From Bath Spa’s healing waters to the Hebrides’ surprisingly sunny islet, travel journalist Joanna Hunter chooses the best spots in the UK for a healthy and re-energising break
1. Best for… sporty sun-seekers
Why: Billed as Scotland’s answer to Hawaii, Tiree is a tiny island to the far west of the Inner Hebrides. Tiree is one of the sunniest spots in the UK with an average of 220+ hours of sunshine in each of the summer months, so it’s perfect for topping up on vitamin D.
Highlight: The winds make it a surfers’ paradise, and it’s also host to the small but widely acclaimed Tiree Music Festival, set on the beach.
When: July, for the festival.
Kitesurfing on the Isle of Tiree
2. Best for… relaxing and healing spa time
Where: Bath, South West England
Why: Britain’s most famous natural thermal spa has been around for centuries – a dip here was considered good for the skin even before the Romans arrived. The warm thermal waters come from the city’s three hot springs containing more than 40 ‘health-giving’ minerals.
Highlight: Revamped in 2006, Thermae Bath Spa includes two baths and a rooftop pool with amazing views across the city.
When: Year round, although the spa is quieter Tuesday to Thursday.
The rooftop bath at Thermae Bath Spa. Photo: Phillip Edwards
3. Best for… a great night’s sleep
Why: A far cry from the UK’s busiest urban areas, the protected Galloway Forest Park offers one of the darkest skies you’ll find in Europe. Thanks to its remote location and lack of light pollution, it was designated as the UK’s first Dark Sky Park where the nights really are a sleep-inducing velvety black.
Highlight: The darkness makes for fantastic star spotting – more than 7,000 stars and planets are visible with the naked eye and you can usually see the bright Milky Way arching across the sky. Try camping or staying in a holiday cottage in the forest, and you definitely won’t struggle to slumber.
When: To get the full impact of the dark sky, visit between October and March.
The starry night sky at Galloway Forest Park. Photo: James Hilder
4. Best for… farm-to-table organic produce
Why: The rolling Cotswold Hills aren’t just scenic – they also attract those with a passion for food, nature and organic farming. Most famous is Daylesford farm, near Kingham in Gloucestershire, which has been dedicated to sustainable food and organic farming for more than 35 years.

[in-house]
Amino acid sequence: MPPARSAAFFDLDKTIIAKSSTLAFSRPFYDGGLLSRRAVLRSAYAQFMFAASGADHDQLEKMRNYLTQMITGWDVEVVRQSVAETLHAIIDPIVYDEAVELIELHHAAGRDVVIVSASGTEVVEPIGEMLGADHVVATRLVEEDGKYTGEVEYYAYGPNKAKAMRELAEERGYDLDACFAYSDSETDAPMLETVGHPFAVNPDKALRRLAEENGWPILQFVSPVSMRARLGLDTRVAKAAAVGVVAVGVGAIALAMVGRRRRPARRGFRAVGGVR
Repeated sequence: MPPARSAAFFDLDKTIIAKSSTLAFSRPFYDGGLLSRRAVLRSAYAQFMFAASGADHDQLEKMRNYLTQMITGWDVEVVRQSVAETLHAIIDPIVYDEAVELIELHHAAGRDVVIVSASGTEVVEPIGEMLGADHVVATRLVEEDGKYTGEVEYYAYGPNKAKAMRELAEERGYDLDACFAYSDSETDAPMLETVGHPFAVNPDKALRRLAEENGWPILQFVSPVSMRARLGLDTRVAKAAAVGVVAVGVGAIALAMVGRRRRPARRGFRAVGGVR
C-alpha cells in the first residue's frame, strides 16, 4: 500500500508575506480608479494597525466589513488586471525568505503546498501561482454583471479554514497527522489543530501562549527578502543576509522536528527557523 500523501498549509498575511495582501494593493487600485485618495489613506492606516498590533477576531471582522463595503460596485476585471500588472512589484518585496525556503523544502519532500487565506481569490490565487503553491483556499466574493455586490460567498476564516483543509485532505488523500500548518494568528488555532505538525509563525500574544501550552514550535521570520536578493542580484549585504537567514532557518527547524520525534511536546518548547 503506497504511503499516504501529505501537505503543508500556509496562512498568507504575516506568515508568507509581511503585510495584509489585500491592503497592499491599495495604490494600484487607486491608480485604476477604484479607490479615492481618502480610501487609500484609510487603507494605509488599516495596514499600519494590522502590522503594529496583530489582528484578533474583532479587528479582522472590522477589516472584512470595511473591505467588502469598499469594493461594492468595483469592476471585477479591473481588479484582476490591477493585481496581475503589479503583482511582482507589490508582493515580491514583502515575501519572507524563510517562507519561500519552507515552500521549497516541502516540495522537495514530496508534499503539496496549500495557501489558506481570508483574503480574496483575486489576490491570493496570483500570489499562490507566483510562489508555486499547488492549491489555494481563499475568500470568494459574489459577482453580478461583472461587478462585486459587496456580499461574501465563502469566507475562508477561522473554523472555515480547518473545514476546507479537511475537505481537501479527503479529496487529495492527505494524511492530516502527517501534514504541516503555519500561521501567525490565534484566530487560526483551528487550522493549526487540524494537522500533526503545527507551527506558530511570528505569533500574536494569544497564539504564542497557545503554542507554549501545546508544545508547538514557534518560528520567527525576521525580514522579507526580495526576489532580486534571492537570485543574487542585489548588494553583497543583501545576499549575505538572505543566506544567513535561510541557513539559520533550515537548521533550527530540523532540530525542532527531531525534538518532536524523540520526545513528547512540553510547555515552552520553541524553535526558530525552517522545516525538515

Highlight: Try out The Cookery School – it hosts a range of events for adults and children, where you can learn everything from how to eat more mindfully to foraging for food and edible flowers.
When: All year round, but there are great family events during Easter, including lambing tours and crafty workshops.
Seasonal produce on offer at Daylesford Farm
5. Best for… a breath of fresh air
Where: Cornwall, South England
Why: Cornwall isn’t just home to blue skies, sandy beaches and homemade ice cream, it’s also said to have the lowest levels of pollution in the UK, alongside the Scottish Highlands.
Highlights: Visit the Eden Project to experience flora from rainforest and Mediterranean habitats, or enjoy the invigorating salty sea air. The Lizard Peninsula in the most southerly point of Britain and has some beautiful walking trails, where you can spot seals and basking sharks.
When: Year round, although Cornwall gets particularly busy during the summer.
The impressive Eden Project
6. Best for… refreshing swims
Where: Cromer, Norfolk
Why: A picturesque seaside town famed for its historic pier and sandy beaches, Cromer regularly scores ‘excellent’ – the highest possible qualification – on the government’s bathing water quality profile.
Highlight: The lifeguarded beach is cleaned daily in summer, plus you can try your hand at surfing and canoeing, too.
When: June to September, when the water is warmer for swimming.
Beach huts at Cromer beach
7. Best for… breathtaking walking routes
Where: Snowdonia, North Wales
Why: It’s well known that walking is good for your heart and can boost your mood and there’s no better place for it than Snowdonia. Whether it’s up (and down) mountains, or along nearly 200 miles of costal paths, with such varied terrain there’s a walk for everyone.
Highlight: Try the walk to Tomen y Mur, the remains of a Roman fort, for panoramic views and the chance to explore what was once an amphitheatre and Roman bathhouse.
When: All year round. Remember to wear the right clothes: the weather can vary dramatically and change quickly.
On top of Tomen y Mur. Photo: © APCE/SNPA.
Want further inspiration? Check out 7 of the UK’s most stunning walking routes